Posted on 21 November 2017
Whilst lots of companies are just sitting back and waiting for the end of the transition period on 31 December 2017 before making their complementary (2nd tier) healthcare plan compliant, the responsible policy model has already changed the shape of complementary cover for millions of insureds.
This should push employers who are lagging behind to start educating staff and offering them optional covers or even “non-responsible”, 3rd tier plans to shield them from unpleasant surprises with medical expense reimbursements.
The law now obliges complementary healthcare plans to comply with a series of new limits and rules. Reimbursements of fee overruns for general practitioners and specialists are now capped. For certain practitioners this will result in a few extra copay Euros. This is something that will push insureds into asking themselves the thorny question: is my doctor CAS or non-CAS, is he/she Optam or non-Optam? For optical care, these new limits leave enough room for the right lenses and a good choice of frames. Careful though: cover is restricted to one single pair of glasses every two years.
Nevertheless, it is hospitalisation where the responsible policy model produces the most untoward effects. In some cases, the patient copay can indeed easily rise by several hundred Euros. It is not unusual for insureds, once they are home again, to telephone complaining of a delay in their reimbursement only to find, to their dismay, that certain items of their complementary insurance plan had been deleted when transferring to a responsible policy.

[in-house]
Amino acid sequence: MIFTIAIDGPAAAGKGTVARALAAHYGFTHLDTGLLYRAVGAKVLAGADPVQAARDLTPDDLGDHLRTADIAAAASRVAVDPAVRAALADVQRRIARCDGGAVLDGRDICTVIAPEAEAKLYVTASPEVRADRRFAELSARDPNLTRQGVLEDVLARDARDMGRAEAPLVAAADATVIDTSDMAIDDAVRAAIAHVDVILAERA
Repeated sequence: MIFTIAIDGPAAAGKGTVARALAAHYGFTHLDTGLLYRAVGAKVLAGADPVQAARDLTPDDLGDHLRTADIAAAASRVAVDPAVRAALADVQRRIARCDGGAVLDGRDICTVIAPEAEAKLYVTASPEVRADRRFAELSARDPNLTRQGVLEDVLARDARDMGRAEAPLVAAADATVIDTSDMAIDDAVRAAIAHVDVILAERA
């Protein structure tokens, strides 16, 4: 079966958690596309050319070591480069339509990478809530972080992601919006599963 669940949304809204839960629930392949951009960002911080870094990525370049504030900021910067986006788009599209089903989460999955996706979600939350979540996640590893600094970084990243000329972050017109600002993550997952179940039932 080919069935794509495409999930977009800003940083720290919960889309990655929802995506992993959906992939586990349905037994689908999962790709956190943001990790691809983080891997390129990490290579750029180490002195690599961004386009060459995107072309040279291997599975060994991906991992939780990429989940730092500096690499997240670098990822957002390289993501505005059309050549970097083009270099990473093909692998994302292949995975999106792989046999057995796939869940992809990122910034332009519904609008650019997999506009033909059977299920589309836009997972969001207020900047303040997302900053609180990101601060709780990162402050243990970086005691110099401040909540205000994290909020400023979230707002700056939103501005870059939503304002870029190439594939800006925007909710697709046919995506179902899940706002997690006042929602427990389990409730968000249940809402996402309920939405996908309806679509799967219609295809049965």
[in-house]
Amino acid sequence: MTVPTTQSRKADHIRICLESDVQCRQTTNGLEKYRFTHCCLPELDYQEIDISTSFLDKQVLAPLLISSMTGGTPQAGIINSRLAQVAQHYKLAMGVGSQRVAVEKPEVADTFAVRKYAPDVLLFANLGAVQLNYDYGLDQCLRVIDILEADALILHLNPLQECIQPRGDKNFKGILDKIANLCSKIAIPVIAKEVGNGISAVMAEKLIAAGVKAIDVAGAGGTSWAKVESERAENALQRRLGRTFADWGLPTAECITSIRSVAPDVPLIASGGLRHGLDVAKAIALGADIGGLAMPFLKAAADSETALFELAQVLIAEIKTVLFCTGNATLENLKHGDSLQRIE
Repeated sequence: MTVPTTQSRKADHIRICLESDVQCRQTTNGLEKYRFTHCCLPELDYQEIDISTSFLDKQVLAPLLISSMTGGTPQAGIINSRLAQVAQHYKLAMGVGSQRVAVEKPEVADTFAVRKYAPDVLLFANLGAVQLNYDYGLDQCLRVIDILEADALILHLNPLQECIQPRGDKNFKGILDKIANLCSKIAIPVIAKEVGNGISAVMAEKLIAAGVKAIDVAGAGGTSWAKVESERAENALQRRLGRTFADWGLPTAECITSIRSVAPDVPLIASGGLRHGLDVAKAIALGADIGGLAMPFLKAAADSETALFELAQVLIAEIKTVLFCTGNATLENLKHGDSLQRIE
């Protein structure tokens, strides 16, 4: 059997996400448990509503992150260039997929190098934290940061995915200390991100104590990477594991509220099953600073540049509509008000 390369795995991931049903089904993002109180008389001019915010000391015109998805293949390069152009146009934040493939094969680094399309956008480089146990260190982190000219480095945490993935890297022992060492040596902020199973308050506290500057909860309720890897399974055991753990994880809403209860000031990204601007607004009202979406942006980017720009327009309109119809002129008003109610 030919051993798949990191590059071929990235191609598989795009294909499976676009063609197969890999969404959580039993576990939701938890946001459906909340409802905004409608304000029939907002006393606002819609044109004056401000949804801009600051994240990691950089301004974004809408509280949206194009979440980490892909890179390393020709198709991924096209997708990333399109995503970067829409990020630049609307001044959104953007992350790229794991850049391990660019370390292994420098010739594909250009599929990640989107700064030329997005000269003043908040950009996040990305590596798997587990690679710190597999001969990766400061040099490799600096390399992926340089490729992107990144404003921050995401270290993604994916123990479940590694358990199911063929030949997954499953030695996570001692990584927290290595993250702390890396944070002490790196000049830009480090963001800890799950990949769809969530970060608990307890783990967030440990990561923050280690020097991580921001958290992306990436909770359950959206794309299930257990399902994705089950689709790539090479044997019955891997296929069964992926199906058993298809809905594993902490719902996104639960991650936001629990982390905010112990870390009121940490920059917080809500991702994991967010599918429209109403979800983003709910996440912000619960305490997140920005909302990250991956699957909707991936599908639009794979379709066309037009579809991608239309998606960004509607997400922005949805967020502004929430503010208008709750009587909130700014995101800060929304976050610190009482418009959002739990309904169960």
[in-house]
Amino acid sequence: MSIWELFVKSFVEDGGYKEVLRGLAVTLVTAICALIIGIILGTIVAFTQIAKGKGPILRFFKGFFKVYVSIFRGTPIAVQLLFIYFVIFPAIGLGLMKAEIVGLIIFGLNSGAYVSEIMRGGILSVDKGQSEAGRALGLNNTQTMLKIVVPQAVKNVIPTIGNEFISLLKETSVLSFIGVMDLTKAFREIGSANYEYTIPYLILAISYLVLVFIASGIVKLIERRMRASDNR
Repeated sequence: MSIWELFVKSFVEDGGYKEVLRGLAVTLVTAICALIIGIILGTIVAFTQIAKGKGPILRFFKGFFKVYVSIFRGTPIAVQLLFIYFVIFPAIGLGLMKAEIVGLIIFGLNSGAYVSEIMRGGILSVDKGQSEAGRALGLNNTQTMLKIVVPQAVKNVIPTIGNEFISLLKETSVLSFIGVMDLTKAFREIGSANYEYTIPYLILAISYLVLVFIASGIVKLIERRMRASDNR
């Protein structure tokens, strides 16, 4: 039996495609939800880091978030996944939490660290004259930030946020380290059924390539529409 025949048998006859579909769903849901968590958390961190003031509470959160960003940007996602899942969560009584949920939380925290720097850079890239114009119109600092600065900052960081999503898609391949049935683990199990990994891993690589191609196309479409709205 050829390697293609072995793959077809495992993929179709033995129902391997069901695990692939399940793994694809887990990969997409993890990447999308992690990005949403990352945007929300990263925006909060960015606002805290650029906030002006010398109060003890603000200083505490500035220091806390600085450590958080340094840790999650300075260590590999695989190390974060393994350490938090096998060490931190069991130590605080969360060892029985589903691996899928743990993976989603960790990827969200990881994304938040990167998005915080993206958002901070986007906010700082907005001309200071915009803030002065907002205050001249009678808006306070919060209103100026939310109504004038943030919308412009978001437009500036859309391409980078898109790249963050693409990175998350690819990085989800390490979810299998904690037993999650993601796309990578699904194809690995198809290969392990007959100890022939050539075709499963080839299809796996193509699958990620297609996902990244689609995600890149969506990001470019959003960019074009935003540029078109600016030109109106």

In the face of such difficult situations, the prime responsibility of employers is to inform their staff as to any gaps in cover that they run the risk of finding after their complementary healthcare plan is brought into compliance. However, making an effort to communicate is often not enough. A stay in hospital is a rare event and very often not envisaged. Patients are not accustomed to comparing fees for this and negotiating reductions so as to reduce their copay. Before entering the operating theatre, their main concern is their state of health.
In order to compensate for the dilution of cover under the responsible policy model, insurers have developed some 3rd tier, non-responsible products. Premiums are graded depending on the level of cover and range from a few Euros to tens of Euros a month, entirely for the staff member’s account. However, putting in place such a plan is not a simple matter for the employer: premiums need to be negotiated, new individual policies handled, and payroll software configured, among other things. Plus, there is the need to educate staff and the social partners, at the risk of otherwise spoiling relations with HR management for some time to come. So, what is the result of all this? Quite simply, the status quo on staff healthcare insurance. Spending so much energy to find that nothing has changed may seem ludicrous, but rest assured, it is indispensable.
> Choose a solution with integrated scheme management and so avoid complicating the lives of employees by having several contact persons, thus limiting areas of friction.
> Don't skimp on explanations so as to reach a target of over 50% take-up (the average rate seen is around 30%). Strive for added value by warding off those rude awakenings when misfortune arrives.
> Take advantage of your communication campaign to highlight the fact that using a practitioner from the network of healthcare professionals, especially for optical care, can mean a saving of up to 20% and can easily result in100% cover.
Posted on 31 October 2017